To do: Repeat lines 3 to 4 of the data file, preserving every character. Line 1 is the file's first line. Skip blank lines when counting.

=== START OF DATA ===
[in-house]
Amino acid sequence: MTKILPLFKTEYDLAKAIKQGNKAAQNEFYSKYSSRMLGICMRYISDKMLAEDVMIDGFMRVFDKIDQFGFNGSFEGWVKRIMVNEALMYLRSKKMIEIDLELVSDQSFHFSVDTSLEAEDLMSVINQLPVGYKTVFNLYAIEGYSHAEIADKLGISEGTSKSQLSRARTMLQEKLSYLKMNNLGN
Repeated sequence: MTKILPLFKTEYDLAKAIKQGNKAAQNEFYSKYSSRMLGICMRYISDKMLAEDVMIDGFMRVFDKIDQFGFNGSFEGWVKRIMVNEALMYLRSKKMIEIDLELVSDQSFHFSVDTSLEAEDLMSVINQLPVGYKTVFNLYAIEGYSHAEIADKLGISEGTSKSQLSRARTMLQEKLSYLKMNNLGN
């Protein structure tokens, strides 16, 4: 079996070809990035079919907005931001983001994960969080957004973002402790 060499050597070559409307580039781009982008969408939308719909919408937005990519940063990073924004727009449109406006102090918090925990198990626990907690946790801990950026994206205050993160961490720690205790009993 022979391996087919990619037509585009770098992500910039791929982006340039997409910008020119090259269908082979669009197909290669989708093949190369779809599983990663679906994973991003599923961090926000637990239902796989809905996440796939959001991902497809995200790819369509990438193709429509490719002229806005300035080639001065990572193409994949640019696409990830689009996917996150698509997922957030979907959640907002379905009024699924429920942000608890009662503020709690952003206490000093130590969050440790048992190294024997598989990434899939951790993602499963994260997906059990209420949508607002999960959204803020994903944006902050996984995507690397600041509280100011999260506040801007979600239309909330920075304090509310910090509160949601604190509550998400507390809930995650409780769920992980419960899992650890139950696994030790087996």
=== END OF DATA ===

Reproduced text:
Repeated sequence: MTKILPLFKTEYDLAKAIKQGNKAAQNEFYSKYSSRMLGICMRYISDKMLAEDVMIDGFMRVFDKIDQFGFNGSFEGWVKRIMVNEALMYLRSKKMIEIDLELVSDQSFHFSVDTSLEAEDLMSVINQLPVGYKTVFNLYAIEGYSHAEIADKLGISEGTSKSQLSRARTMLQEKLSYLKMNNLGN
């Protein structure tokens, strides 16, 4: 079996070809990035079919907005931001983001994960969080957004973002402790 060499050597070559409307580039781009982008969408939308719909919408937005990519940063990073924004727009449109406006102090918090925990198990626990907690946790801990950026994206205050993160961490720690205790009993 022979391996087919990619037509585009770098992500910039791929982006340039997409910008020119090259269908082979669009197909290669989708093949190369779809599983990663679906994973991003599923961090926000637990239902796989809905996440796939959001991902497809995200790819369509990438193709429509490719002229806005300035080639001065990572193409994949640019696409990830689009996917996150698509997922957030979907959640907002379905009024699924429920942000608890009662503020709690952003206490000093130590969050440790048992190294024997598989990434899939951790993602499963994260997906059990209420949508607002999960959204803020994903944006902050996984995507690397600041509280100011999260506040801007979600239309909330920075304090509310910090509160949601604190509550998400507390809930995650409780769920992980419960899992650890139950696994030790087996």